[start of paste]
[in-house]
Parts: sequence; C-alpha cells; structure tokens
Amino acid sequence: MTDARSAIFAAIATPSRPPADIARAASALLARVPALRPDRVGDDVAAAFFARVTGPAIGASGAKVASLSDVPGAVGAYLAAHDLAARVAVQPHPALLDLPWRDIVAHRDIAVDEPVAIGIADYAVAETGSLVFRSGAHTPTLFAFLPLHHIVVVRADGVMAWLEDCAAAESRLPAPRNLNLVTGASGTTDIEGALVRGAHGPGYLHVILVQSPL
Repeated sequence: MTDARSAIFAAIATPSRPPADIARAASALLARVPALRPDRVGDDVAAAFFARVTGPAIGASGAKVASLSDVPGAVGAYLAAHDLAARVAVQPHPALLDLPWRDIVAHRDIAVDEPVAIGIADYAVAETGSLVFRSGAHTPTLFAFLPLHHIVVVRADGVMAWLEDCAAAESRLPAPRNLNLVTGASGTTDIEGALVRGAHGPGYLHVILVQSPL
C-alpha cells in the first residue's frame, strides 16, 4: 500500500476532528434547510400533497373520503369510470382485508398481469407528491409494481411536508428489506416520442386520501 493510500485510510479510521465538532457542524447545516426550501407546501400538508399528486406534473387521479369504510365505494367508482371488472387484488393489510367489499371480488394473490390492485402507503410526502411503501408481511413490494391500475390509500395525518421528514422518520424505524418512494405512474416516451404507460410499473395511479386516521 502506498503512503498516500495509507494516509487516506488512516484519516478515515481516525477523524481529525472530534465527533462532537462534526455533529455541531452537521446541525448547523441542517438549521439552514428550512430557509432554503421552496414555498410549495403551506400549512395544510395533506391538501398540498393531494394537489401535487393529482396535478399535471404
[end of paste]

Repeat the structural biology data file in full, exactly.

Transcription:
[in-house]
Parts: sequence; C-alpha cells; structure tokens
Amino acid sequence: MTDARSAIFAAIATPSRPPADIARAASALLARVPALRPDRVGDDVAAAFFARVTGPAIGASGAKVASLSDVPGAVGAYLAAHDLAARVAVQPHPALLDLPWRDIVAHRDIAVDEPVAIGIADYAVAETGSLVFRSGAHTPTLFAFLPLHHIVVVRADGVMAWLEDCAAAESRLPAPRNLNLVTGASGTTDIEGALVRGAHGPGYLHVILVQSPL
Repeated sequence: MTDARSAIFAAIATPSRPPADIARAASALLARVPALRPDRVGDDVAAAFFARVTGPAIGASGAKVASLSDVPGAVGAYLAAHDLAARVAVQPHPALLDLPWRDIVAHRDIAVDEPVAIGIADYAVAETGSLVFRSGAHTPTLFAFLPLHHIVVVRADGVMAWLEDCAAAESRLPAPRNLNLVTGASGTTDIEGALVRGAHGPGYLHVILVQSPL
C-alpha cells in the first residue's frame, strides 16, 4: 500500500476532528434547510400533497373520503369510470382485508398481469407528491409494481411536508428489506416520442386520501 493510500485510510479510521465538532457542524447545516426550501407546501400538508399528486406534473387521479369504510365505494367508482371488472387484488393489510367489499371480488394473490390492485402507503410526502411503501408481511413490494391500475390509500395525518421528514422518520424505524418512494405512474416516451404507460410499473395511479386516521 502506498503512503498516500495509507494516509487516506488512516484519516478515515481516525477523524481529525472530534465527533462532537462534526455533529455541531452537521446541525448547523441542517438549521439552514428550512430557509432554503421552496414555498410549495403551506400549512395544510395533506391538501398540498393531494394537489401535487393529482396535478399535471404